Join twowildtides on the country challenge. Each week, we’re going to be heading to a new country (in spirit). Primarily, we’ll be cooking a meal from each country; but we’ll also be watching travel documentaries, reading travel blogs, and listening to music. During the global pandemic, travel is largely inaccessible. We want to reignite our wanderlust, satisfy our travel bug as much as we can, and learn some new things along the way. I have a feeling our bucket list will have a number of items added to it through this experience as well. We created a simple alphabetical spreadsheet with all the countries of the world, and each week we will draw a random number that corresponds with a country on the spreadsheet.
Back on the continent of Africa, we are exploring the cuisine of Cote d’Ivoire this week. Also known as Ivory Coast (the English translation), this country is located in West Africa and fun fact: it has the largest church in the world (by Christian standards, I assume?) at 30,000 square meters and a capacity of 18,000 worshippers. Cote d’Ivoire is not a hugely popular travel destination, however, like all countries, there is beauty and culture there to discover.
While exploring the most popular dishes in Cote d’Ivoire, the one to pop up on almost every list was Kedjenou, a tomato and chicken stew commonly served with rice or couscous. Although not highlighted as frequently as Kedjenou, another dish really caught my eye as it was so different from anything we’ve prepared for the country challenge thus far: peanut stew. We couldn’t decide between what appeared to be the most popular dish and what was most interesting to us, so we made both!
Kedjenou and peanut stew, along with many other interesting Ivorian dishes, are highlighted throughout these lists that we considered when researching for this week’s meal: this list by Bren on the Road, this list by the trusty Taste Atlas, this list by Safari Junkie, this list by AfroCulture.net, this list by VibrantWestAfricanCuisine.com, and this article by International Cuisine.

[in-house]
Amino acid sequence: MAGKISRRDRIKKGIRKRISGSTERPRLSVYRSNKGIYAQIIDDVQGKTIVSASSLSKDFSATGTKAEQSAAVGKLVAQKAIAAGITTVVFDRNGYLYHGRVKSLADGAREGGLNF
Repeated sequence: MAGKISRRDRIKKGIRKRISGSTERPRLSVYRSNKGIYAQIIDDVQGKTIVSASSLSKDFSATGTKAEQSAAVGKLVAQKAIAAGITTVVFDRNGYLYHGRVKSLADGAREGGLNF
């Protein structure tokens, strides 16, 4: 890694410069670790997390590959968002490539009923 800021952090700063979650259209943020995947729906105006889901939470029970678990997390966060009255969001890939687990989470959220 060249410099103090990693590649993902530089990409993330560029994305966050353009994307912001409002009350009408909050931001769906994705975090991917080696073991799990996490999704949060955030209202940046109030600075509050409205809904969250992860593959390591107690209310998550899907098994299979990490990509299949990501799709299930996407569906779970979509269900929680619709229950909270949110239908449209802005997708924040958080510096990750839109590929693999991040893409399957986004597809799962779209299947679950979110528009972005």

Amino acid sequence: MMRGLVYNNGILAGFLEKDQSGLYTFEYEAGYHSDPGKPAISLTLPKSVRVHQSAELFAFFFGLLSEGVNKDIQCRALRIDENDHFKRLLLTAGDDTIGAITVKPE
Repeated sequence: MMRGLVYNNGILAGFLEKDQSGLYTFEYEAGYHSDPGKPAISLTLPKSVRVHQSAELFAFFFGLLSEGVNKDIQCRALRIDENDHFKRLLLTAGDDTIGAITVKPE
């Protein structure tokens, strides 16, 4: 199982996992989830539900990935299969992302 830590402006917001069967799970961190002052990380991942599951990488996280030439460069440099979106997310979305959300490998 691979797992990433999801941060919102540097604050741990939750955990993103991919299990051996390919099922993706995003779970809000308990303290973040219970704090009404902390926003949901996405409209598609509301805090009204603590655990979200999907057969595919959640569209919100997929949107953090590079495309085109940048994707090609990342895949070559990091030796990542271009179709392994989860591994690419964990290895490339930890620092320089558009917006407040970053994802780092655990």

We can always rely on 196Flavors.com for amazing recipes for national dishes. We were able to find a great recipe for Kedjenou on their site:
We found a recipe for peanut stew, also called peanut sauce, here (you’ll have to translate it if you can’t read French!):
Although both recipes call for chicken, we eliminated the chicken from the peanut stew recipe and only cooked our chicken in the Kedjenou. We felt it would be wasteful and kind of silly to prepare chicken in both dishes when they’d be served on the same plate.
Both recipes involved a lot of preparation but were very easy to cook. We served our Kedjenou and peanut stew with couscous, which is a popular grain in Cote d’Ivoire.
Both dishes were really flavourful and both were good for different reasons. We liked the Kedjenou because it was vibrant, had a subtle heat, and the chicken was so tender. The peanut stew on the other hand, was very rich and we liked it because it was so unique. It was so rich though that a small amount of sauce goes a long way and too much is really heavy on the stomach. While I don’t think we’ll be in a huge rush to prepare either of these dishes again anytime soon, I’d love to try the authentic versions in Cote d’Ivoire someday.